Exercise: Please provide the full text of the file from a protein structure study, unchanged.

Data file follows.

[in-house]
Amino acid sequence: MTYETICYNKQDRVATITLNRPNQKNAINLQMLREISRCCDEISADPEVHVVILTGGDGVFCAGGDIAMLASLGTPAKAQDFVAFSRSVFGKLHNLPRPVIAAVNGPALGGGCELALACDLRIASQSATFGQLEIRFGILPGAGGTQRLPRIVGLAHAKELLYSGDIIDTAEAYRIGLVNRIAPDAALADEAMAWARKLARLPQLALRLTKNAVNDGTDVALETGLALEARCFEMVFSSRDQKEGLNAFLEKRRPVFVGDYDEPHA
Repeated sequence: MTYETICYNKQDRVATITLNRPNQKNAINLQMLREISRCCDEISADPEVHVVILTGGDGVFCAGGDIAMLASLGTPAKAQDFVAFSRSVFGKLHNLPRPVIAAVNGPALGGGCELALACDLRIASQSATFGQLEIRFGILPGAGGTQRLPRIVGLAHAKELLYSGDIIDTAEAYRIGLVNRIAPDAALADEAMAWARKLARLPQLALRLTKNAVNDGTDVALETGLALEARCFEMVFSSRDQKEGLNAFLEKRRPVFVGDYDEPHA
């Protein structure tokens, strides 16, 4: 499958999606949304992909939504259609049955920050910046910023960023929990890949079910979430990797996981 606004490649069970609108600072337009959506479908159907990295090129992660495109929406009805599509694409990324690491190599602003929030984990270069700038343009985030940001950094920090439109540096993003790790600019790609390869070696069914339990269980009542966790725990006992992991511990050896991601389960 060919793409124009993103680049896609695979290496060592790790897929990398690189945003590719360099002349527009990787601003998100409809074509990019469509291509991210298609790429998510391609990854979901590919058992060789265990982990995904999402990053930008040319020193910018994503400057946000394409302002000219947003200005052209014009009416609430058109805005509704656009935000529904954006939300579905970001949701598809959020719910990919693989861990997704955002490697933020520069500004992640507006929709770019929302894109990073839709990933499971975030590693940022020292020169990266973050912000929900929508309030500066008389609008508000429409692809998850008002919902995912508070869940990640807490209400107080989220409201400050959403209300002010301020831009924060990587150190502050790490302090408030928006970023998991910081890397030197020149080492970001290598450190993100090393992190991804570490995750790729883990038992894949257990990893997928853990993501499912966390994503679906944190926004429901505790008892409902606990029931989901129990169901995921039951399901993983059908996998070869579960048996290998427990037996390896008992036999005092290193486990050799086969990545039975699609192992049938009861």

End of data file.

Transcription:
[in-house]
Amino acid sequence: MTYETICYNKQDRVATITLNRPNQKNAINLQMLREISRCCDEISADPEVHVVILTGGDGVFCAGGDIAMLASLGTPAKAQDFVAFSRSVFGKLHNLPRPVIAAVNGPALGGGCELALACDLRIASQSATFGQLEIRFGILPGAGGTQRLPRIVGLAHAKELLYSGDIIDTAEAYRIGLVNRIAPDAALADEAMAWARKLARLPQLALRLTKNAVNDGTDVALETGLALEARCFEMVFSSRDQKEGLNAFLEKRRPVFVGDYDEPHA
Repeated sequence: MTYETICYNKQDRVATITLNRPNQKNAINLQMLREISRCCDEISADPEVHVVILTGGDGVFCAGGDIAMLASLGTPAKAQDFVAFSRSVFGKLHNLPRPVIAAVNGPALGGGCELALACDLRIASQSATFGQLEIRFGILPGAGGTQRLPRIVGLAHAKELLYSGDIIDTAEAYRIGLVNRIAPDAALADEAMAWARKLARLPQLALRLTKNAVNDGTDVALETGLALEARCFEMVFSSRDQKEGLNAFLEKRRPVFVGDYDEPHA
């Protein structure tokens, strides 16, 4: 499958999606949304992909939504259609049955920050910046910023960023929990890949079910979430990797996981 606004490649069970609108600072337009959506479908159907990295090129992660495109929406009805599509694409990324690491190599602003929030984990270069700038343009985030940001950094920090439109540096993003790790600019790609390869070696069914339990269980009542966790725990006992992991511990050896991601389960 060919793409124009993103680049896609695979290496060592790790897929990398690189945003590719360099002349527009990787601003998100409809074509990019469509291509991210298609790429998510391609990854979901590919058992060789265990982990995904999402990053930008040319020193910018994503400057946000394409302002000219947003200005052209014009009416609430058109805005509704656009935000529904954006939300579905970001949701598809959020719910990919693989861990997704955002490697933020520069500004992640507006929709770019929302894109990073839709990933499971975030590693940022020292020169990266973050912000929900929508309030500066008389609008508000429409692809998850008002919902995912508070869940990640807490209400107080989220409201400050959403209300002010301020831009924060990587150190502050790490302090408030928006970023998991910081890397030197020149080492970001290598450190993100090393992190991804570490995750790729883990038992894949257990990893997928853990993501499912966390994503679906944190926004429901505790008892409902606990029931989901129990169901995921039951399901993983059908996998070869579960048996290998427990037996390896008992036999005092290193486990050799086969990545039975699609192992049938009861």